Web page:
Many people around the world suffer from dust-related allergies, caused mainly by tiny mites that live in bed linen. Polish scientists report they have successfully tested a fabric that is impenetrable to the microscopic creatures. VOA’s George Putic has more.

Video Burkina Faso's Economy Deeply Affected by Political Turmoil

Political turmoil in Burkina Faso over the past year has taken a toll on the economy. The transitional government is reporting nearly $70 million in losses in the ten days that followed a short-lived coup by members of the presidential guard earlier this month. The crisis shut businesses and workers went on strike. With elections on the horizon, Emilie Iob reports on what a return to political stability can do for the country's economic recovery.

Video Fleeing Violence, Some Syrians Find Refuge in Irbil

As Syrians continue to flee their country’s unrest to seek new lives in safer places, VOA Persian Service reporter Shepol Abbassi visited Irbil, where a number Syrians have taken refuge. During the religious holidy of Eid al-Adha, the city largely shut down, as temperatures soared. Amy Katz narrates his report.

Video Nigeria’s Wecyclers Work for Reusable Future in Lagos

The streets and lagoons of Africa's largest city - Lagos, Nigeria - are often clogged with trash, almost none of which gets recycled. One company is trying to change that. Chris Stein reports for VOA from Lagos.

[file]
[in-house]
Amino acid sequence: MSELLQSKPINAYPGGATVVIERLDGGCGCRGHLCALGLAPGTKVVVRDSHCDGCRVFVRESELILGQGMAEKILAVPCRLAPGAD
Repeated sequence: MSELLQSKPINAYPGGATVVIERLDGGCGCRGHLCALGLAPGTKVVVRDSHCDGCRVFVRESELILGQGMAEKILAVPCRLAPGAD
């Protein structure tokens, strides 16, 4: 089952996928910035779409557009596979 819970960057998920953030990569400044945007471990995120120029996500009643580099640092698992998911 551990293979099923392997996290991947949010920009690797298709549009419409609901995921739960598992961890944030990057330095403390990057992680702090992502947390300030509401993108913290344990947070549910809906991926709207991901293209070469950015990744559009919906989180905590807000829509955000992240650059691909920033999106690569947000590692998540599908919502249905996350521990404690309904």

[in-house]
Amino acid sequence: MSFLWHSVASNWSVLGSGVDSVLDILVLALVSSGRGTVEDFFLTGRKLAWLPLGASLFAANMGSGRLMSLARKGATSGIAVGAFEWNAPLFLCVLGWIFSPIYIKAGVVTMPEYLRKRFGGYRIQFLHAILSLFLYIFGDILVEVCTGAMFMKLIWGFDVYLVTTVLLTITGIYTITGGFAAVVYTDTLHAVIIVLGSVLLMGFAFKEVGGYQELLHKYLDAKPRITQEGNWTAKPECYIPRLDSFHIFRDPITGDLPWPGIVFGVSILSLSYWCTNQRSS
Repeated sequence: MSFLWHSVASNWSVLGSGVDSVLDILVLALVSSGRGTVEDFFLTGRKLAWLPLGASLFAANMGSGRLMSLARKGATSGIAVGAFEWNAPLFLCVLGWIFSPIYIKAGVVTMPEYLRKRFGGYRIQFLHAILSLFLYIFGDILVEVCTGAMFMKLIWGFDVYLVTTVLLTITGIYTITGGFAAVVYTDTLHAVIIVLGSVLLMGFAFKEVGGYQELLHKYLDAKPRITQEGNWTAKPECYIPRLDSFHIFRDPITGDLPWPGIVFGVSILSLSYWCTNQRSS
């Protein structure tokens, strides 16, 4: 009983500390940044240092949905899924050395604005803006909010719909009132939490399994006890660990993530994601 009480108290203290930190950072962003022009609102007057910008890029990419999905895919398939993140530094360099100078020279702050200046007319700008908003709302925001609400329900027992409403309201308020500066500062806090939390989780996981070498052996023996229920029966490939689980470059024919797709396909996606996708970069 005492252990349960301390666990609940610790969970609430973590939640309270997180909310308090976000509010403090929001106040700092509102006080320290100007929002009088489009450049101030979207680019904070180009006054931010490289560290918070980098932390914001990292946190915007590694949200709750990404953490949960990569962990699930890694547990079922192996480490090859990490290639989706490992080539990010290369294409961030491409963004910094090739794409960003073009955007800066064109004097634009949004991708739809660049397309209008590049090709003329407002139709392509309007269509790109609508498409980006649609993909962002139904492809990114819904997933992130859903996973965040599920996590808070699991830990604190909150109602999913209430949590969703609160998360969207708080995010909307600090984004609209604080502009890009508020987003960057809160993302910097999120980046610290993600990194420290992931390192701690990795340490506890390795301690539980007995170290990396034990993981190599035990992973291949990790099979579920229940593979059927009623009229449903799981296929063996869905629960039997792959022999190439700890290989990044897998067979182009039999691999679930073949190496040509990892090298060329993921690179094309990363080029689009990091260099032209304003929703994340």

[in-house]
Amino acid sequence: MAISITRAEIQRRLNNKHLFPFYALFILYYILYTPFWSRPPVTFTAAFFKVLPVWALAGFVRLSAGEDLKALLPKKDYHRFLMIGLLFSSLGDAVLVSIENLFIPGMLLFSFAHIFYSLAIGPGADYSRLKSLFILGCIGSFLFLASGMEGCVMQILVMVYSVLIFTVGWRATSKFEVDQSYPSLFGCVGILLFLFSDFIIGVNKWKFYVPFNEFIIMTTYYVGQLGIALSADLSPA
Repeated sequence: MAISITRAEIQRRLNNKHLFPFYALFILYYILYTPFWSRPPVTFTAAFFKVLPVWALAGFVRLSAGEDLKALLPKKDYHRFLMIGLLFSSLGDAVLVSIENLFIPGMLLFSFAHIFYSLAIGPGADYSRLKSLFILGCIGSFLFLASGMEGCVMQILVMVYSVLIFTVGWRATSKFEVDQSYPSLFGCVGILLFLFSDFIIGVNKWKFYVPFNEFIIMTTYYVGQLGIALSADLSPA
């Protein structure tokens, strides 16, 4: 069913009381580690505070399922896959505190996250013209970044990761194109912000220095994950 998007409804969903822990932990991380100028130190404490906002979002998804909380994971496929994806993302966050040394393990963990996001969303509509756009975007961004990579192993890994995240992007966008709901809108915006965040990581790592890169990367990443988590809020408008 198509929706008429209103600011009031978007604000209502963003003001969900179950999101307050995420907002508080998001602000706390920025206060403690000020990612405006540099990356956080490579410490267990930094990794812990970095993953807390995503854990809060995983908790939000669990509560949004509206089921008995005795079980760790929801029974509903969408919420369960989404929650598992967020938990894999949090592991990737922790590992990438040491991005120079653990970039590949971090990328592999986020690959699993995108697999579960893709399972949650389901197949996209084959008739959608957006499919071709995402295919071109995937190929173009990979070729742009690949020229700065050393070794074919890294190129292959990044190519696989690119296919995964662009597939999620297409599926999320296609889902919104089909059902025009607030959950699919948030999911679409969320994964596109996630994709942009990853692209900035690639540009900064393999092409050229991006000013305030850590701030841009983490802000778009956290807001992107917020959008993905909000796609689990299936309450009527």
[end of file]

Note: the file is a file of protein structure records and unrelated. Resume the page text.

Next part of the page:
Video Sketch Artist Helps Catch Criminals, Gives a Face to Deceased

Police often face the problem of trying to find a crime suspect based on general descriptions that could fit hundreds of people in the vicinity of the crime. In these cases, an artist can use information from witnesses to sketch a likeness that police can show the public via newspapers and television. But, as VOA’s Greg Flakus reports from Houston, such sketches can also help bring back faces of the dead.

Video Thailand Set to Build China-like Internet Firewall

Thai authorities are planning to tighten control over the Internet, creating a single international access point so they can better monitor content. VOA Correspondent Steve Herman reports from Bangkok on what is being called Thailand’s own "Great Firewall."

Video Croatian Town’s War History Evokes Empathy for Migrants

As thousands of Afghanistan, Iraqi and Syrian migrants pass through Croatia, locals are reminded of their own experiences with war and refugees in the 1990s. VOA's Daniel Schearf reports from the town of Vukovar, where wartime scars still are visible today.

Video Long Drought Affecting California’s Sequoias

California is suffering under a historic four-year drought and scientists say even the state's famed sequoia trees are feeling the pain. The National Park Service has started detailed research to see how it can help the oldest living things on earth survive. VOA’s George Putic reports.

VOA Blogs